You know, when I was young, I spent time photographing the Grand Canyon (this is when I thought I would be the next Ansel Adams), but I couldn’t make an image of the canyon that was anything but boring. Of course we all know that practice makes a big difference, but I think that I just saw the canyon as a big hole in the ground. It wasn’t until I started photographing weddings at the canyon that I started making interesting photographs of the canyon. I have a few ideas as to why that is:
1. When you are shooting a wedding, you are in the same place for a long time, and you have time to observe things as they change. Being on the edge of the canyon during a wedding is fascinating. In a church, you are looking at the same walls, the same candles, the same pews for the duration of the ceremony. And while you are looking to make interesting vignettes and grand images of the space, the space does not change. In the canyon, every minute brings a new lighting scenario, a new cloud formation, new shadows, new highlights… it is alive with activity. Let’s suppose I had spent that kind of time at the edge of the canyon when I was younger. Perhaps I would have found a moment that was worthy of a photograph.
2. I am shooting for a client who expects to see the beauty they saw during their wedding day. So, I am really “working” on my compositions and my exposures and my ideas. I don’t think I was ever as dedicated to making a great image as when I started having someone pay me to make them. With a fee comes a lot of pressure to perform. Good thing I thrive under pressure.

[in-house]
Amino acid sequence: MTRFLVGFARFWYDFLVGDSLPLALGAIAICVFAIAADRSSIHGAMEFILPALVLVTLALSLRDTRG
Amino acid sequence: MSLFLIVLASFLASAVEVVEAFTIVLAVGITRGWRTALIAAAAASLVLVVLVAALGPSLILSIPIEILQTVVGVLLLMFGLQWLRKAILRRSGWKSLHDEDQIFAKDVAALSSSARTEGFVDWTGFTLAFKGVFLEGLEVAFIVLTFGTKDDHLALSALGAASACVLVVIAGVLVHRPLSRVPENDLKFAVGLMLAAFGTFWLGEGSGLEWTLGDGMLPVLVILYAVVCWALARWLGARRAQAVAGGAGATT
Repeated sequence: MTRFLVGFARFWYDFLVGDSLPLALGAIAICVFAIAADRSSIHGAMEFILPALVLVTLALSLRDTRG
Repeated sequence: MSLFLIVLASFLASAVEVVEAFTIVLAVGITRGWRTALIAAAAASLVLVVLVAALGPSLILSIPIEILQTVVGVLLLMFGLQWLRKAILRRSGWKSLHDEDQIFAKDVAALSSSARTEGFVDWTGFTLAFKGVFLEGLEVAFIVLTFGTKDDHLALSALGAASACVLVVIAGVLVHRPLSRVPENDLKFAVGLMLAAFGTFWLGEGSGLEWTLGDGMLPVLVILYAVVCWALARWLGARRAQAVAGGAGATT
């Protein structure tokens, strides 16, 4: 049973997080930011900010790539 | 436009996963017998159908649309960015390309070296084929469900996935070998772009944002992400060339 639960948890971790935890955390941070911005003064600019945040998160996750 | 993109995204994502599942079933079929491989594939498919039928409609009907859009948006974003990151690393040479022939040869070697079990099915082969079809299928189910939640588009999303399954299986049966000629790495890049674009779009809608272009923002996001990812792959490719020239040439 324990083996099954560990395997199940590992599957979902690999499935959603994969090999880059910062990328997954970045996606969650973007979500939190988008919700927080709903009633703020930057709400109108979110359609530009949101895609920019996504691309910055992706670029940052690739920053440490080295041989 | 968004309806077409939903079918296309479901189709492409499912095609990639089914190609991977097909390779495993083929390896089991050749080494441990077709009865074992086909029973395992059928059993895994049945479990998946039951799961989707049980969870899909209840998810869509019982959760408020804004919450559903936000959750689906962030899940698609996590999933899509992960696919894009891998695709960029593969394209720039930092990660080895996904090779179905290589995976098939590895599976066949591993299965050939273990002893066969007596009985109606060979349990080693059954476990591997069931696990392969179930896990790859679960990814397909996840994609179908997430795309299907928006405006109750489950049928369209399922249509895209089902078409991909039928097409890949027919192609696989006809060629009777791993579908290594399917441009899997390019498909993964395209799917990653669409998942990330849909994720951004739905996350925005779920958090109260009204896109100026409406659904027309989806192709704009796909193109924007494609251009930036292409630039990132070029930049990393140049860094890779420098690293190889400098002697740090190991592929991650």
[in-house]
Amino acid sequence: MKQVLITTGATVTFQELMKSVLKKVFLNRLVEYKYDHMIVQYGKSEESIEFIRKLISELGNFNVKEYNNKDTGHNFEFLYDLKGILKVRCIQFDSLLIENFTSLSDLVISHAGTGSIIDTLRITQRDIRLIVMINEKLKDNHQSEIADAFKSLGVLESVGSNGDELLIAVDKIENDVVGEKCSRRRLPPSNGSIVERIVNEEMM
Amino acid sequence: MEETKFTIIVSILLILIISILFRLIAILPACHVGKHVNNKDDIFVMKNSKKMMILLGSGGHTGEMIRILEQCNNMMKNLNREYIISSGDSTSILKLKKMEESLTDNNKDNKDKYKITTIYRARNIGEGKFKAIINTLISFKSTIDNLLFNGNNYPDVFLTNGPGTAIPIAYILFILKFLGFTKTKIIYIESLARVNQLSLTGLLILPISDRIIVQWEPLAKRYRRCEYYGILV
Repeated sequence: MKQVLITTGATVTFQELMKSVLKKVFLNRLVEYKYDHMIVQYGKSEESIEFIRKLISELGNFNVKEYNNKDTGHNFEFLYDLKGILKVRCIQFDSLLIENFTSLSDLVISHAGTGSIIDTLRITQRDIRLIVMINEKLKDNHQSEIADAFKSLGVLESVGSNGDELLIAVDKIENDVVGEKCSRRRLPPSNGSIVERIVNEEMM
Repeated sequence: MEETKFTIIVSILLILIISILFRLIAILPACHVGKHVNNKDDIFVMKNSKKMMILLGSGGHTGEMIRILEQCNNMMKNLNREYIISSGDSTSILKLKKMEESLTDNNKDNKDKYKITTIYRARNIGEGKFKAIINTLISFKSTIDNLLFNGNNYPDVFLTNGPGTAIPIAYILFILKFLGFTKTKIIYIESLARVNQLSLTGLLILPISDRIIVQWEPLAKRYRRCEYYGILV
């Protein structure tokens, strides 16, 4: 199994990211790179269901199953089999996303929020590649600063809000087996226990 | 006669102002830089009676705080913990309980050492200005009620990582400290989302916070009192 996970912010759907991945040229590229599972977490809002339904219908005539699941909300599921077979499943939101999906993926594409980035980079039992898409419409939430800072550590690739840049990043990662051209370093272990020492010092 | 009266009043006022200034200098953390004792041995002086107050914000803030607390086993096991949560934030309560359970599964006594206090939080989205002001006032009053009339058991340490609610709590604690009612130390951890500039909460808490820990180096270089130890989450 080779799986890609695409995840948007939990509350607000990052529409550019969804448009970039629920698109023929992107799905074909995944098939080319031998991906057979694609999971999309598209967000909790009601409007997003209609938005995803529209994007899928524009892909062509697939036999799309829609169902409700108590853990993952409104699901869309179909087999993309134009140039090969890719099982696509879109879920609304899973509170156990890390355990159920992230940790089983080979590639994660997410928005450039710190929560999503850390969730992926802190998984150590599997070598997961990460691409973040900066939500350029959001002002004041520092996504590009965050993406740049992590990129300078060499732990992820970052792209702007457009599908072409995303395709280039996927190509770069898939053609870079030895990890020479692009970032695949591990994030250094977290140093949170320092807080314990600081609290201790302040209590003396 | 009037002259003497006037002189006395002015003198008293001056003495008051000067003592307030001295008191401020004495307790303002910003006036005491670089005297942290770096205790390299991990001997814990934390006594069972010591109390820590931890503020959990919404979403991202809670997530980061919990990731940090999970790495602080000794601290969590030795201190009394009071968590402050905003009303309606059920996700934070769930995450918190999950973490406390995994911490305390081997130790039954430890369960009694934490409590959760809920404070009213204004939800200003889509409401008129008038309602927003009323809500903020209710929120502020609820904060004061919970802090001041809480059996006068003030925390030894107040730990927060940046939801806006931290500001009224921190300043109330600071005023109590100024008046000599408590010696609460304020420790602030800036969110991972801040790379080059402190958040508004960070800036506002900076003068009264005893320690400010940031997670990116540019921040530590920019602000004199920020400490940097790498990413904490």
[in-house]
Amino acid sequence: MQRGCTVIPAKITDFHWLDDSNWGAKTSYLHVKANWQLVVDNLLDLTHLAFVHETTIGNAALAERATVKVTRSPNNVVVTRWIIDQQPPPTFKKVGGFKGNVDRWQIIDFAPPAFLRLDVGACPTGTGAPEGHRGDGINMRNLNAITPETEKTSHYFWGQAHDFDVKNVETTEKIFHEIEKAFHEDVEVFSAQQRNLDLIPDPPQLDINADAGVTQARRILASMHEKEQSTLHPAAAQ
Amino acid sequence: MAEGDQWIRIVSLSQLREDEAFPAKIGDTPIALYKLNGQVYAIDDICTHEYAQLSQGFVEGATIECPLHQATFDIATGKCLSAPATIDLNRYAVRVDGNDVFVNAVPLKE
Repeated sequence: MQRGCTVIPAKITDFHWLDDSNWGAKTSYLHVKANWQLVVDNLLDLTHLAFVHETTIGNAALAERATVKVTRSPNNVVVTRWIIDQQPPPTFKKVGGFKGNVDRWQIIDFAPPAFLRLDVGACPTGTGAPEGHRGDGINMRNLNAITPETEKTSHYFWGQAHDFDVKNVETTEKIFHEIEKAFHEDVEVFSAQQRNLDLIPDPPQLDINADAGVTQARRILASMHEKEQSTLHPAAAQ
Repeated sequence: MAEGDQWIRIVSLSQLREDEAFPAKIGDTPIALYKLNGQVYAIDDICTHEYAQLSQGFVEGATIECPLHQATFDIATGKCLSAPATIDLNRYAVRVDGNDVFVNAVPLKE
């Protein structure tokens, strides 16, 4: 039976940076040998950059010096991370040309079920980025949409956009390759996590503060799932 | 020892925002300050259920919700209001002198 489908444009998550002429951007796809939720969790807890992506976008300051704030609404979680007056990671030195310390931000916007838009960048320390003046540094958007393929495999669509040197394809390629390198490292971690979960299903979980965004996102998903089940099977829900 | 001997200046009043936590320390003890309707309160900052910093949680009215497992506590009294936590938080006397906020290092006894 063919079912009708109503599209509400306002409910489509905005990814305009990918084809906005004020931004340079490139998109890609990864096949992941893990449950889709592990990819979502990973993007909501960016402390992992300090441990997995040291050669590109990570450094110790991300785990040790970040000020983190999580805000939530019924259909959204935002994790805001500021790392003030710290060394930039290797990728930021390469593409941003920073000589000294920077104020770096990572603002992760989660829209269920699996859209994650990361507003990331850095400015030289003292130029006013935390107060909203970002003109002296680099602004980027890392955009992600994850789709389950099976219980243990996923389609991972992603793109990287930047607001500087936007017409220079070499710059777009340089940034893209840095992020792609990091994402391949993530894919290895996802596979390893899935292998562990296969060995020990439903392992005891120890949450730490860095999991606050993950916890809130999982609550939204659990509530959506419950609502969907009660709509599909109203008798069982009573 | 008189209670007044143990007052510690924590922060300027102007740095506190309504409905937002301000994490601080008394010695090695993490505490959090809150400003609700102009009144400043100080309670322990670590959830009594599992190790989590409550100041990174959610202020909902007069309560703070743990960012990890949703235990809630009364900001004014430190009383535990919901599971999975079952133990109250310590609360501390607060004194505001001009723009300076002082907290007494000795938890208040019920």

3. I found meaning in what I was doing. In my youth, I was just taking pictures, with no direction, no purpose. But now, everywhere I go, I have a story to tell, I have a book in my head that I am trying to complete. I know what I need to tell the story. I am often surprised with new sideline stories, events and ideas, but I am always keenly aware of what it takes to tell the story. This internal “shot list” makes the entire experience meaningful and keeps me engaged. To say nothing about how important this event is to my clients… this just serves to amplify and heighten the meaning of my work. I am not just telling A story, I am telling THE story of their life! Knowing that, makes the purpose of telling the story absolutely critical. And knowing what you are doing matters, makes all the difference.
So when you see a beautiful photo of the Grand Canyon, you think, “oh, that looks beautiful,” but then you see a beautiful image of the canyon on the moment two young people said “I do,” it means a lot more to them and maybe even to you.
Daniel is one cool cat. I love this shot. It looks like he is ready to take off backward over the canyon. We had some strong sunlight breaking through the clouds during our portrait session, so we pulled out the large soft box to help wrap the light around the right side of his body a little more. Just filling in the natural shadows a bit is all that needed to be done. The sun was doing the bulk of the work for us.
Eirc Greenhaulgh (my second photographer and assistant) was tasked with hanging that large soft box over the edge to get around the groom and fill in the shadows on this next one. At one point, I had to talk Eric into backing off the edge a little. I’m pretty daring, but he was crazy! I think there is an ancient proverb that says something like, “When a man is holding a 30×40 inch sail, that man should not stand on the edge of a 800 foot cliff.”